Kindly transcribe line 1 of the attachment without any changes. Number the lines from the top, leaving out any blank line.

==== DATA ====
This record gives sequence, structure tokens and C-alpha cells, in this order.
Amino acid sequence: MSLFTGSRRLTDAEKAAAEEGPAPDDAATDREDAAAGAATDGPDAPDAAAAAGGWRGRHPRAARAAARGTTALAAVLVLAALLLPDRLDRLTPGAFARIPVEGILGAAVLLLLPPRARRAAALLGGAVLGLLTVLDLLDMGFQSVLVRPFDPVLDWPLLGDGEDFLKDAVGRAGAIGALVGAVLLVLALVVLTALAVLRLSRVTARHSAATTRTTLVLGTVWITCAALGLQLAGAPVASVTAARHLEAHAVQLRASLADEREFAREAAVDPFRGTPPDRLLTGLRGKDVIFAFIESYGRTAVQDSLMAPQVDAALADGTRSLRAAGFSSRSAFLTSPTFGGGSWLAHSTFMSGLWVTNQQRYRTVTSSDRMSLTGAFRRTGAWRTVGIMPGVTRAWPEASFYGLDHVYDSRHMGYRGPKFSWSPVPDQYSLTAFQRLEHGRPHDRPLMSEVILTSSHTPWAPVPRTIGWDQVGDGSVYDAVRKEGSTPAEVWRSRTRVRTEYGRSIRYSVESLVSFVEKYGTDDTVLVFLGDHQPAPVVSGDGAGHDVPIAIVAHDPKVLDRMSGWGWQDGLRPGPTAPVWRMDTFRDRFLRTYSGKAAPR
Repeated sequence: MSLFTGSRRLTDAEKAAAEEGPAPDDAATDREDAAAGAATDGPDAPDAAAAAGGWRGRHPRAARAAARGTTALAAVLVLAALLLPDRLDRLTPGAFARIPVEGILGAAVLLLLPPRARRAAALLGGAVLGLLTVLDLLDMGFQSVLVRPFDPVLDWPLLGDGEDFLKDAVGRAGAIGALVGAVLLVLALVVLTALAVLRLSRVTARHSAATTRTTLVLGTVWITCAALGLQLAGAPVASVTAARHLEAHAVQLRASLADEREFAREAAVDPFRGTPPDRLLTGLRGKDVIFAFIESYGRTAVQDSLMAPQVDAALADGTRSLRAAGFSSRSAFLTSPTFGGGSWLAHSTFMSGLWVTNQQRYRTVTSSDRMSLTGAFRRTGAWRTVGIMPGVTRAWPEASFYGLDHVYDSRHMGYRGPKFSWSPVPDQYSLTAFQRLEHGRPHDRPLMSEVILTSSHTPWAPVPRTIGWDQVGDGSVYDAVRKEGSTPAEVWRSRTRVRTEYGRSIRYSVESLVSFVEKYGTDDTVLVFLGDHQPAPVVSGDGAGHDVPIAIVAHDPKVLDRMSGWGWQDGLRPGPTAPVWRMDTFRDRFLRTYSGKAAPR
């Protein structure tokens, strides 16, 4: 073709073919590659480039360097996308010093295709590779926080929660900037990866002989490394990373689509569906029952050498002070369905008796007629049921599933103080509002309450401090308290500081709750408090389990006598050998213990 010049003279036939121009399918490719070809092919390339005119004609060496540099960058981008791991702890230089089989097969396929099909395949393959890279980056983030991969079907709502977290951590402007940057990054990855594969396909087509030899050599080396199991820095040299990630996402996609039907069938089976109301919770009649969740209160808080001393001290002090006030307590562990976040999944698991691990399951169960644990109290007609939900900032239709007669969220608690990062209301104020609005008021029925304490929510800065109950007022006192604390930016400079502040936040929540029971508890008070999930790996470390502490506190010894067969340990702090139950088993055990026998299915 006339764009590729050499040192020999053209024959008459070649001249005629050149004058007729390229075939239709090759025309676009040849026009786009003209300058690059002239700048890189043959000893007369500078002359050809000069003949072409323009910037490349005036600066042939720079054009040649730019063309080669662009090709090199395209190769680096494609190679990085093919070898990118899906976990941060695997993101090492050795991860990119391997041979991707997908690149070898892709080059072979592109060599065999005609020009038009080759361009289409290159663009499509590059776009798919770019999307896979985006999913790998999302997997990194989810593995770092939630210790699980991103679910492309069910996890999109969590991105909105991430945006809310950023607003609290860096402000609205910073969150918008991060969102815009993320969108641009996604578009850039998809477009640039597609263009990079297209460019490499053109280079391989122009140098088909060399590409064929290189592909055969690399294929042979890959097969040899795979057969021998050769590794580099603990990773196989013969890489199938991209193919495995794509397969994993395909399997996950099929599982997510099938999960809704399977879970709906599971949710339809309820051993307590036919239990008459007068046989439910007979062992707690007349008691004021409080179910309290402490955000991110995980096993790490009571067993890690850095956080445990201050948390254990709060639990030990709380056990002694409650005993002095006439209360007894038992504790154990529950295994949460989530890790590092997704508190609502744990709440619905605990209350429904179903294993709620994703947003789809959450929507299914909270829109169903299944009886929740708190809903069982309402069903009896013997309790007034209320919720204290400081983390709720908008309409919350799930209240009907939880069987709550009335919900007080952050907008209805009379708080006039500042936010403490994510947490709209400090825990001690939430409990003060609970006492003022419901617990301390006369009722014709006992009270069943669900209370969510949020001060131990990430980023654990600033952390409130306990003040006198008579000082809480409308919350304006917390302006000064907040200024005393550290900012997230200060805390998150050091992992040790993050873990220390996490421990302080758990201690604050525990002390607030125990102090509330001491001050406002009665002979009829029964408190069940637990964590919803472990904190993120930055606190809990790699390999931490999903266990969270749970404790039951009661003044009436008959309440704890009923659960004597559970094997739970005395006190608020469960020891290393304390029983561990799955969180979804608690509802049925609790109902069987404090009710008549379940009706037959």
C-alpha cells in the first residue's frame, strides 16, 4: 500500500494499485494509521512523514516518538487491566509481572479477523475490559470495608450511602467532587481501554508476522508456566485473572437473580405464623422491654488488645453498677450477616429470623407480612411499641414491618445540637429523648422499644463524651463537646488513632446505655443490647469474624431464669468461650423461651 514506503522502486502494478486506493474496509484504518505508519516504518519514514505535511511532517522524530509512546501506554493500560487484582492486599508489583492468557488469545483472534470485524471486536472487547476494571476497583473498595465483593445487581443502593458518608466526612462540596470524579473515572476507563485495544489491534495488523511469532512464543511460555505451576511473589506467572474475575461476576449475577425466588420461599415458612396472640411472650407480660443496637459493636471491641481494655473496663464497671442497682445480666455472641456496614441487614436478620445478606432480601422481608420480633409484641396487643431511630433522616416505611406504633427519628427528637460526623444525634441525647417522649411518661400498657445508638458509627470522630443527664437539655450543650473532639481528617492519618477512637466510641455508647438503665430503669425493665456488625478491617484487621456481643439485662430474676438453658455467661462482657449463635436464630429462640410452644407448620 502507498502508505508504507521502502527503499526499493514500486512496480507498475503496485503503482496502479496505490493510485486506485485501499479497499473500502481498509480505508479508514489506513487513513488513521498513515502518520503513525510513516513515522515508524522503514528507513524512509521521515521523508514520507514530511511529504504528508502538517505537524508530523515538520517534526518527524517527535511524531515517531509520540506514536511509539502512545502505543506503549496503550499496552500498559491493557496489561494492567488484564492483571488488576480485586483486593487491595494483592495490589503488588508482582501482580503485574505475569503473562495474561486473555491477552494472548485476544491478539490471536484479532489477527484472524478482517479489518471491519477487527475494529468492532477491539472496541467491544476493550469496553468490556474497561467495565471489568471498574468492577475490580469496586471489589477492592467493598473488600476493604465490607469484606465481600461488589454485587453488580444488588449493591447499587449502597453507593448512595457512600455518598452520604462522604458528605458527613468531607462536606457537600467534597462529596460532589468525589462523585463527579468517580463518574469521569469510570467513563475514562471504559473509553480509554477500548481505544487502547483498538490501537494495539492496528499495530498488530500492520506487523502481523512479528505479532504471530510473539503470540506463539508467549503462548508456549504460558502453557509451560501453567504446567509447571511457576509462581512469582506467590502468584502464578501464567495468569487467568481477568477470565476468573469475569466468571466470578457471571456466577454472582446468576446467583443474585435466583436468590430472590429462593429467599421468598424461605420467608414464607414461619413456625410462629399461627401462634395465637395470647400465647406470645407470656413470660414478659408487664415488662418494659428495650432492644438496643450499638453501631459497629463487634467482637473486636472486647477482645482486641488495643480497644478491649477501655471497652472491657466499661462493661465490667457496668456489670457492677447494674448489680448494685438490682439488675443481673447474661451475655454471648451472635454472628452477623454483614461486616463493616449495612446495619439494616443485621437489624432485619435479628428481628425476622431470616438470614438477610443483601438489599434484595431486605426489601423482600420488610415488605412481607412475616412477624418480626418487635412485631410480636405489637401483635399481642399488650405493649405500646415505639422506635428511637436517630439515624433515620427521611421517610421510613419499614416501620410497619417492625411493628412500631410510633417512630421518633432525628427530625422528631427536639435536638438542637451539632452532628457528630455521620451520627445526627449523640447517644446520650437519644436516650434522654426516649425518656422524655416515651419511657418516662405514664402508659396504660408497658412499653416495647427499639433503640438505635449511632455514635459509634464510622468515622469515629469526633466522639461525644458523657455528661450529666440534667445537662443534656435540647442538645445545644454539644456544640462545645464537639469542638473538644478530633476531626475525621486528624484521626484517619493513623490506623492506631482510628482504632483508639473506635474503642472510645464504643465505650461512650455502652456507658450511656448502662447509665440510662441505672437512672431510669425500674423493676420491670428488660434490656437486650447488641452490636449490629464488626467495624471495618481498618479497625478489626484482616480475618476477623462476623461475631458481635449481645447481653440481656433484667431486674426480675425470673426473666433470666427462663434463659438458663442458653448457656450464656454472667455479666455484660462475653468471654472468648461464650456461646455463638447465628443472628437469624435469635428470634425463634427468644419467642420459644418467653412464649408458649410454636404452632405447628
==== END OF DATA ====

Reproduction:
This record gives sequence, structure tokens and C-alpha cells, in this order.